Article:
MANILA, Philippines - What would it be like to have filmmaker Brillante Mendoza tour you around Manila?
Photographer and “Around the World with Voyager” show host Scott Woodward found out for himself when he visited some of Manila’s iconic spots with the 2009 Cannes Best Director for the 3rd episode of the travel show on History Channel.
In the show, the 187-foot Voyager yacht docks into 5 iconic Southeast Asian cities and meets with an “icon” who tours him around, allowing him to experience the unique vibe of the city.
If Taipei’s icon was an enterprising chef and Hongkong’s was an ex-boy-band member turned actor and director, Manila’s man is Brillante Mendoza, a filmmaker who has dedicated himself to telling the story of Filipinos with all its grit, spit, gore, color, and not-so-occasional peals of laughter.
Just from watching his films, Mendoza’s Philippine cities are frightening.
In "Serbis," a family in Pampanga runs a prostitute service inside a dilapidated porn theater. In "Kinatay," a criminology student unknowingly joins a syndicate and witnesses the abduction, rape, and murder of a prostitute.
This is not exactly a pretty picture of a city. But Mendoza, seated in his studio and second home tells me, “My intention is not to show the ‘bad’ side of the Philippines. My intention is to dwell on the kwento, the story.”
Which is why instead of showing Woodward the “pretty” parts of Manila, Mendoza showed him the places where the most interesting stories take place, the places where his film’s stories take place.
With his enthusiasm reaching his gesticulating hands, Mendoza shares that he took the photographer to the heart of Quiapo complete with its noisy stalls, blaring karaoke machines and kids blowing bubbles in your face. They lit candles inside Quiapo church and visited a street where he shot his film "Tirador."
Another stop was his alma mater, the University of Santo Tomas, where Mendoza first realized his artistic inclinations and met many artist friends who continue to inspire him. With its hundred-year-old buildings and colorful history, the UST campus is a tourist destination in itself.
They explored parts of Mandaluyong where he shot scenes for his films "Tirador" and "Foster Child." They relaxed in his studio where Mendoza’s "secret garden” revealed his green thumb. The tour commenced with Woodward sitting in on Mendoza’s presentation for a Max’s Chicken television commercial, showing how Mendoza balances making a living through advertising and the pursuit of his filmmaking passion.
The perfect Manila guide
Mendoza’s films have allowed the world a peek into Filipino lives as they unfold in seedy alleys, colorful markets, and sea-side villages. This, according to Mendoza, is one possible reason he was chosen to be Manila’s icon.
“When people see my films, they tell me, ‘It’s like I’ve been to your country. I know your people.’ They felt the energy of the people through my films,” he shares.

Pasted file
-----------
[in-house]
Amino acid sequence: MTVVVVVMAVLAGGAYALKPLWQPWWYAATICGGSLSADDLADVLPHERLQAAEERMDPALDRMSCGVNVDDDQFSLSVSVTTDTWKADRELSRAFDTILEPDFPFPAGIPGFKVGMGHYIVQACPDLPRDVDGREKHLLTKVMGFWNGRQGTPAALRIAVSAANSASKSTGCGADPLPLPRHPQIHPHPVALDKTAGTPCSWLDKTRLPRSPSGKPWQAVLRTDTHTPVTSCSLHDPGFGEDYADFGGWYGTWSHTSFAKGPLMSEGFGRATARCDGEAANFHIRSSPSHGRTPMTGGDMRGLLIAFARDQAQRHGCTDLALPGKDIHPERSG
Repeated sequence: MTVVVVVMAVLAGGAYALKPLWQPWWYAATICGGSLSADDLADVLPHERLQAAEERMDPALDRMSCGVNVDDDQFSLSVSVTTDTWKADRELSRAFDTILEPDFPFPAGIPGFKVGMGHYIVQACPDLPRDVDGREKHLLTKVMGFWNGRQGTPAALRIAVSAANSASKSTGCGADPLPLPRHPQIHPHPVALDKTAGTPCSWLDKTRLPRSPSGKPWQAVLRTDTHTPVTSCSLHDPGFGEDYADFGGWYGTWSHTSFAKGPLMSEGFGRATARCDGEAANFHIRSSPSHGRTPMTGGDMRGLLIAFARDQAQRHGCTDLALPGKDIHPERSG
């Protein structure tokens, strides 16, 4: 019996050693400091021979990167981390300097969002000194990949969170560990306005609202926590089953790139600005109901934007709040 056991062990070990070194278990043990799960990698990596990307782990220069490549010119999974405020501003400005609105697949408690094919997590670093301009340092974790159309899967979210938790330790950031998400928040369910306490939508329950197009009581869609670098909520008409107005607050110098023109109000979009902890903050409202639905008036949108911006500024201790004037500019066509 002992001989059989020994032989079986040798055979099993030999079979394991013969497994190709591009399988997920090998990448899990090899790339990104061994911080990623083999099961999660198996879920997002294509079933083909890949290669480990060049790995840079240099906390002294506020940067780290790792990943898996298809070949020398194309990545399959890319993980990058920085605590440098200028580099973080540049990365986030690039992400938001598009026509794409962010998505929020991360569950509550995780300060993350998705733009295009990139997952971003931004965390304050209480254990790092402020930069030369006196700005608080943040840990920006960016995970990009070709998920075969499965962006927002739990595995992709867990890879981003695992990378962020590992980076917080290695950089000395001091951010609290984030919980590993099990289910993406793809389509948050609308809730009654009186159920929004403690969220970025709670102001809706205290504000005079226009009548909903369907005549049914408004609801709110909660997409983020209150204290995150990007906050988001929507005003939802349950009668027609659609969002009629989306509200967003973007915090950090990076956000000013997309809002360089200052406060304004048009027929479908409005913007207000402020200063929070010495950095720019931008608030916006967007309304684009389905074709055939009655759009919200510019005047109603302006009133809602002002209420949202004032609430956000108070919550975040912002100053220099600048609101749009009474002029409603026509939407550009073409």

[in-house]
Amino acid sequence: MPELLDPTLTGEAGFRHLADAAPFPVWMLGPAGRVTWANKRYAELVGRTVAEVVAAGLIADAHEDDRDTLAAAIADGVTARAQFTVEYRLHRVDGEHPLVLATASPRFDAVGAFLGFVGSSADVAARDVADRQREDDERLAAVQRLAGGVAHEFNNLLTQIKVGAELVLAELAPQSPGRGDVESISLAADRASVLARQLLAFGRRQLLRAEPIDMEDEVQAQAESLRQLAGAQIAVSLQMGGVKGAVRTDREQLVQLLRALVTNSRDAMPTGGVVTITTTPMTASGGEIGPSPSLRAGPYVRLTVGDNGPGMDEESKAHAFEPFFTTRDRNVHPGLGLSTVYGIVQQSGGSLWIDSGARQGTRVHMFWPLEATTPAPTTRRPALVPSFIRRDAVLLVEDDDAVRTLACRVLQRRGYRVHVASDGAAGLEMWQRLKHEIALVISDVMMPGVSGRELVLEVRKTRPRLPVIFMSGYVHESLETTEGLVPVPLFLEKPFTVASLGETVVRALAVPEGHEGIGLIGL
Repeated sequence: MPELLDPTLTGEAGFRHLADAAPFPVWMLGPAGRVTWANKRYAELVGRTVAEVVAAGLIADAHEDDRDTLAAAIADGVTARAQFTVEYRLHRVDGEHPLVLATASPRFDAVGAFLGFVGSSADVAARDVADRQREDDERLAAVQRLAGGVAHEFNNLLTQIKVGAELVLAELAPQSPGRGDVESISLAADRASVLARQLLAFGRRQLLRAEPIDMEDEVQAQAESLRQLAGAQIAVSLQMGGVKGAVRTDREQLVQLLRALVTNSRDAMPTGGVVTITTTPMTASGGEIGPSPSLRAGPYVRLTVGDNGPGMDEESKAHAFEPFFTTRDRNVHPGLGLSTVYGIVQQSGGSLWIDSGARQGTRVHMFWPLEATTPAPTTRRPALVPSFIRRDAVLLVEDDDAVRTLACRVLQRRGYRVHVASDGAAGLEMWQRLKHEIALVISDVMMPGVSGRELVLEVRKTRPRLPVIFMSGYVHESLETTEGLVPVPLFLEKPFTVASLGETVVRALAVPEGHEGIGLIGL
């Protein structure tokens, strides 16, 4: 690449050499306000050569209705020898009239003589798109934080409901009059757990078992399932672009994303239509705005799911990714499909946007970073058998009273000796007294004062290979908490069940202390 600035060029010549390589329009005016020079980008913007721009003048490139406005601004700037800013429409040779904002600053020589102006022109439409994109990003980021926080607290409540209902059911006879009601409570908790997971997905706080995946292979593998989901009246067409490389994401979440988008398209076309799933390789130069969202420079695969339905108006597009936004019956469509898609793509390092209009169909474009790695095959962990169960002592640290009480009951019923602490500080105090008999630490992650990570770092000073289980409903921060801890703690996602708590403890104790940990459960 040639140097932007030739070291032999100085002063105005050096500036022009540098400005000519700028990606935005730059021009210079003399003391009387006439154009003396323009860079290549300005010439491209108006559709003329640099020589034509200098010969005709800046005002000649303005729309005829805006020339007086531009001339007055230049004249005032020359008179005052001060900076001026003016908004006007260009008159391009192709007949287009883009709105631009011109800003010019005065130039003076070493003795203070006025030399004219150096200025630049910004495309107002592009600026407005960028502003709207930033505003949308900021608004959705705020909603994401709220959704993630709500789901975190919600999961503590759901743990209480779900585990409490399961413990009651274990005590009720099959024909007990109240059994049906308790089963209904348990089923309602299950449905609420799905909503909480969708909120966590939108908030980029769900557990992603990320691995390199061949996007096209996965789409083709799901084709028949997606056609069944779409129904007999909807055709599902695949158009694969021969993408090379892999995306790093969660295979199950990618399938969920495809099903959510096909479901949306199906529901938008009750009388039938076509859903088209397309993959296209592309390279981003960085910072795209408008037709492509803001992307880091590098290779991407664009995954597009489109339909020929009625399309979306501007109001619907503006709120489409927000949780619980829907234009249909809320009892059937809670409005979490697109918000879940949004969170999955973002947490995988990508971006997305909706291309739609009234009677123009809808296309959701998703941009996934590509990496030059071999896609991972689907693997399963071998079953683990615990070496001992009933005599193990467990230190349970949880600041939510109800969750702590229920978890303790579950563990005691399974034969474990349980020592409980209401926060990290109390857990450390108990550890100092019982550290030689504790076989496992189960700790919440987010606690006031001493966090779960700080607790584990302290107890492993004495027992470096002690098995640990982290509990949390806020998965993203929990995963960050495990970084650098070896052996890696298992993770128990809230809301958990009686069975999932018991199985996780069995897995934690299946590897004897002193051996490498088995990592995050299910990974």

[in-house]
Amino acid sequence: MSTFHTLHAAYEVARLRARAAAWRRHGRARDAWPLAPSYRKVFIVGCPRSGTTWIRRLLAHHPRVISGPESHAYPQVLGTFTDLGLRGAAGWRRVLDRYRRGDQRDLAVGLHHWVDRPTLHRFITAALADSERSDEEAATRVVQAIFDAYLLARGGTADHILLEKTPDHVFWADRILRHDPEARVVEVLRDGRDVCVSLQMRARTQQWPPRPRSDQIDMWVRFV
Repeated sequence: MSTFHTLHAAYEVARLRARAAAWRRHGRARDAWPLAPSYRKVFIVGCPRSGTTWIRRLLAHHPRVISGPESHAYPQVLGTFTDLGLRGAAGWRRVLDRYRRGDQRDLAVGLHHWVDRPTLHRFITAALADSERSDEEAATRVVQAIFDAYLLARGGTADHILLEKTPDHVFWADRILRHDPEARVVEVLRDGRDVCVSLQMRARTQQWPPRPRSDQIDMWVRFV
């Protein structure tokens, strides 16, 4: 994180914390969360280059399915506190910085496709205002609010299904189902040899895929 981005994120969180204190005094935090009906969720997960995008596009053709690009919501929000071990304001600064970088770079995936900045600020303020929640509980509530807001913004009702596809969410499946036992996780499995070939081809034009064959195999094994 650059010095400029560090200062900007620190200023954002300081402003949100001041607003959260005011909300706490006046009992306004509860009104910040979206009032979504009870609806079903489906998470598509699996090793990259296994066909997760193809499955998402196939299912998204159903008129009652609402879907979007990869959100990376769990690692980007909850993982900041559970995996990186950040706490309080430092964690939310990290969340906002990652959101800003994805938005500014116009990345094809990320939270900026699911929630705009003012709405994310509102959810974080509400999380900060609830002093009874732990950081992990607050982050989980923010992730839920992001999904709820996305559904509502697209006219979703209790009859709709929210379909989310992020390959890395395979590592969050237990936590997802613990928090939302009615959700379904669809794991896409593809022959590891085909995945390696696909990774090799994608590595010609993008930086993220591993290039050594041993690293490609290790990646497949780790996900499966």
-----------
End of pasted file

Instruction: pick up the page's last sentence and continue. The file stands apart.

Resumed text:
The internationally-acclaimed director also fulfills another requirement for a Manila tour guide: he’s street-smart and embraces public transportation.
“I still take the jeep,” he says. “I like to observe people. I love streets and busy places.”
This is only to be expected of a story-teller who gets his stories from real people, places and events; who asserts, “Kung wala ka doon, hindi mo makukwento nang tama. Walang puso (If you’re not there, you can’t tell the story properly. It won’t have heart).”
But above all qualifiers, love of city is the most important for a city guide and, in this respect, Mendoza is overflowing.
“I felt flattered when Scott told me he could feel how proud I am of my country. He thanked me for opening his mind, that he has never seen someone so passionate,” says the director.
Manila’s human connection
Mendoza’s film career has taken him all over the world and he admits, “The more I see the world, the more I love my country.”
In the Philippines, especially in big cities like Manila, it’s the people who create the vibrant ambiance so close to Mendoza’s heart. When in the comparatively quieter and more organized cities of Europe, he often turns on the television or opens a window just to satisfy his need for human noises that Manila fulfills so well.
The people of Manila, he believes, are the city’s main asset. If rural Philippine communities can boast of their white-sand beaches and majestic mountains to tourists, Manila offers its crazy, friendly, noisy people.
“We Filipinos are a very social people. Unlike in other parts of the world, we are very open to each other. There are no barriers, which can be a good thing and a bad thing.”
But Mendoza thinks visiting foreigners can benefit from this Filipino trait and the strong human connections that enliven the city and make it thrive.
“When Filipinos see foreigners, we are very hospitable and we have a desire to please. Any foreigner would appreciate that. You can be more adventurous here because it’s easier to have that kind of connection with people.”
Like a traveller keen on his next new horizon, Mendoza is already working on his next film, one that takes place in Manila.
Working for the first time with actors Dennis Trillo and Baron Geisler and bringing back his favorite actors like Mercedes Cabral, Mendoza will weave a story connecting the heavily-politicized issue of plagiarism and intellectual copy rights with the esoteric phenomenon of demonic possession and exorcism.
The film is his latest tribute to the Manila that Mendoza loves, home to a million souls and stage for even more stories. There is no better city for a man who can only tell tales as much as he has travelled them himself.
The Manila episode of “Around the World with Voyager” airs at 11pm on January 14, Monday, on History Channel. - Rappler.com